Vodafone acknowledges hidden backdoors in Huawei’s equipment it found a decade ago
- The British telecom conglomerate disclosed that the equipment supplied by Huawei for its Italian business had security vulnerabilities.
- The incident is said to have occurred between 2009 and 2011. However, Vodafone has said that the issue was resolved at that time.
Telecom giant Vodafone has spilled the beans on a security lapse by Huawei that happened years ago. Apparently, it has told Bloomberg that Huawei had hidden backdoors in the software for its equipment. The Chinese electronics manufacturer had supplied telecom equipment to Vodafone for the latter’s Italian operations.
A closer look
- Bloomberg reported that the security documents shown by Vodafone mentioned the backdoor vulnerabilities in Huawei’s equipment. The documents were from 2009 to 2011.
- The backdoors could have allowed unauthorized access to Vodafone’s fixed-line network in Italy.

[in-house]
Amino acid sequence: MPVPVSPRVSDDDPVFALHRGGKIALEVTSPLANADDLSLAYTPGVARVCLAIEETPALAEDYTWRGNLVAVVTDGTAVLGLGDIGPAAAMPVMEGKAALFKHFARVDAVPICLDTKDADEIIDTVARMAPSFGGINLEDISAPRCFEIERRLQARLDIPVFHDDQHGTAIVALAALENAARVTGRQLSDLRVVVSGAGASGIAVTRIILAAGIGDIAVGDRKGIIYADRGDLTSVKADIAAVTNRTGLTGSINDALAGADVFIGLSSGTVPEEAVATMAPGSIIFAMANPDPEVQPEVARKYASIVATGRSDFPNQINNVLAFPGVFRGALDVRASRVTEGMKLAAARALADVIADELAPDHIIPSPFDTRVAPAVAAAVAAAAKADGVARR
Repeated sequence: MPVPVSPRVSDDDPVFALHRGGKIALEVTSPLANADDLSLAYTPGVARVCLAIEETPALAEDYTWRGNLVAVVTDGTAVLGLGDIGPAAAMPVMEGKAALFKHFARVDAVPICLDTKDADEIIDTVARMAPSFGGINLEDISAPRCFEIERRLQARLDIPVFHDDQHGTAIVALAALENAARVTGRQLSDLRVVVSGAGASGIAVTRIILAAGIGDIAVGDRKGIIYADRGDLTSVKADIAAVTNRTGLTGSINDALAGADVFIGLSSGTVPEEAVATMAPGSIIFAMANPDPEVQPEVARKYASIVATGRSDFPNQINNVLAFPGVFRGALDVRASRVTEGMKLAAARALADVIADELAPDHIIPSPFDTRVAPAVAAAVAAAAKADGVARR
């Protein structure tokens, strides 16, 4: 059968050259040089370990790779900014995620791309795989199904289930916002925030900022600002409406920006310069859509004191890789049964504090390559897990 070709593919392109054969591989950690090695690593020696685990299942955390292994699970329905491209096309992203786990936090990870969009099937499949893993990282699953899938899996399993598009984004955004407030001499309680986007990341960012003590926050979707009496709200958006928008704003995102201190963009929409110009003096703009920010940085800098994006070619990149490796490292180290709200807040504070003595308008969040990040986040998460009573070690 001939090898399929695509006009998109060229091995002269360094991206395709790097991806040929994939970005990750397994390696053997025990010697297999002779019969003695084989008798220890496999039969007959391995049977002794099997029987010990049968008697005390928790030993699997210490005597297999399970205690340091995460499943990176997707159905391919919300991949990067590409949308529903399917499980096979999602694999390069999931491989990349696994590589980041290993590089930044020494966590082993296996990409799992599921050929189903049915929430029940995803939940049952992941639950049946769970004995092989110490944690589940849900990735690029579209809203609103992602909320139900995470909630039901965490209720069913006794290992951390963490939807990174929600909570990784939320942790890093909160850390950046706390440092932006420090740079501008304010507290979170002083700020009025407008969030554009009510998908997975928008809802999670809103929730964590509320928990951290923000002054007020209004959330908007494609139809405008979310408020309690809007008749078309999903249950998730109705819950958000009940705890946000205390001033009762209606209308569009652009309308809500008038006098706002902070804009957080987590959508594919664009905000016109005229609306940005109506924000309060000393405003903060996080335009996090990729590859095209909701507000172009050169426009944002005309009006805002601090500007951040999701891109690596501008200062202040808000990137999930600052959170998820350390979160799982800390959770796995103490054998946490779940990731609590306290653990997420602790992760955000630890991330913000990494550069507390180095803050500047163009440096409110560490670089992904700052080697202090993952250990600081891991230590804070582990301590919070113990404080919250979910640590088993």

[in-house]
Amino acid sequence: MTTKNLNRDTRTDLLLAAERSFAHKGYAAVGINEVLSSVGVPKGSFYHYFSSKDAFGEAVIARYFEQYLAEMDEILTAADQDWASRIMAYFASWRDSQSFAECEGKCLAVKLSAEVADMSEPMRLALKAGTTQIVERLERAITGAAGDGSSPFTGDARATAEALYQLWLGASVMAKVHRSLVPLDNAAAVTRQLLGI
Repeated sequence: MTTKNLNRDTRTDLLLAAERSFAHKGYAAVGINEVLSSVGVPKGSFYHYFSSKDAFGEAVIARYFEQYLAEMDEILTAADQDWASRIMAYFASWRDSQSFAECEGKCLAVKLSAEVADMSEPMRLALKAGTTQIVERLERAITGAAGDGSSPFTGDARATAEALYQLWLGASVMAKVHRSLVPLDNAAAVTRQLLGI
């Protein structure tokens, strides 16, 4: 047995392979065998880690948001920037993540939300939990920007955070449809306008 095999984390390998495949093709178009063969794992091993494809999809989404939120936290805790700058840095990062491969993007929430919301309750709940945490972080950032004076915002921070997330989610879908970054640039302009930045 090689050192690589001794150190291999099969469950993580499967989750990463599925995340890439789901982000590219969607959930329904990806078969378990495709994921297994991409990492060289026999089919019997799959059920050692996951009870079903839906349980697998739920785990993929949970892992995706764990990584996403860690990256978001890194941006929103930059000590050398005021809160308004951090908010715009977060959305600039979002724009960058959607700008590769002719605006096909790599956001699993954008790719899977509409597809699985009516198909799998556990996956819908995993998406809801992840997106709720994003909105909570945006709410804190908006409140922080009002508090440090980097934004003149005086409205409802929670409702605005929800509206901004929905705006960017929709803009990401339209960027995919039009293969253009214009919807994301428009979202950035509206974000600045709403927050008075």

- Upon discovery, Vodafone had asked Huawei to remove the backdoors on home internet routers in 2011. The latter agreed to resolve the issues in these devices.
- However, further analysis revealed that the backdoor vulnerabilities were still present in these routers.
- In addition, Vodafone found backdoors in optical service nodes and broadband network gateways furnished by Huawei.
Huawei calls it an industry-wide challenge
Responding to the Bloomberg report, Huawei told that the vulnerabilities as an industry-wide challenge. “Like every ICT vendor we have a well-established public notification and patching process, and when a vulnerability is identified we work closely with our partners to take the appropriate corrective action,” it said in a statement.
The company is already facing criticism in Western markets such as the US over fears of China spying on communications.